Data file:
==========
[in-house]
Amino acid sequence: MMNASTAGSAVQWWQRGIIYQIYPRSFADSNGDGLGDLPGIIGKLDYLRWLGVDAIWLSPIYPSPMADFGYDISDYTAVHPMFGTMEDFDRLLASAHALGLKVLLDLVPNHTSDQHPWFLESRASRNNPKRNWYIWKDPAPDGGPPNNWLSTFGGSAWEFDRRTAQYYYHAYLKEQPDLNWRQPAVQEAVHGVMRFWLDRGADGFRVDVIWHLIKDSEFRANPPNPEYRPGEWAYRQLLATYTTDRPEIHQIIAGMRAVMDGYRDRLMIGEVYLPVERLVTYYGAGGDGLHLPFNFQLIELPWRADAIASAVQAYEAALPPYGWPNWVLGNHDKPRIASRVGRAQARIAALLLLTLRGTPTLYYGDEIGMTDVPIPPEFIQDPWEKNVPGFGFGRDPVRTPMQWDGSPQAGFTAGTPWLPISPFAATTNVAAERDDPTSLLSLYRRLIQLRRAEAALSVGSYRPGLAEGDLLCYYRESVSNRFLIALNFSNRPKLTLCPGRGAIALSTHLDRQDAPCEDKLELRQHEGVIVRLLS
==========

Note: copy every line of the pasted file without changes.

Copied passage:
[in-house]
Amino acid sequence: MMNASTAGSAVQWWQRGIIYQIYPRSFADSNGDGLGDLPGIIGKLDYLRWLGVDAIWLSPIYPSPMADFGYDISDYTAVHPMFGTMEDFDRLLASAHALGLKVLLDLVPNHTSDQHPWFLESRASRNNPKRNWYIWKDPAPDGGPPNNWLSTFGGSAWEFDRRTAQYYYHAYLKEQPDLNWRQPAVQEAVHGVMRFWLDRGADGFRVDVIWHLIKDSEFRANPPNPEYRPGEWAYRQLLATYTTDRPEIHQIIAGMRAVMDGYRDRLMIGEVYLPVERLVTYYGAGGDGLHLPFNFQLIELPWRADAIASAVQAYEAALPPYGWPNWVLGNHDKPRIASRVGRAQARIAALLLLTLRGTPTLYYGDEIGMTDVPIPPEFIQDPWEKNVPGFGFGRDPVRTPMQWDGSPQAGFTAGTPWLPISPFAATTNVAAERDDPTSLLSLYRRLIQLRRAEAALSVGSYRPGLAEGDLLCYYRESVSNRFLIALNFSNRPKLTLCPGRGAIALSTHLDRQDAPCEDKLELRQHEGVIVRLLS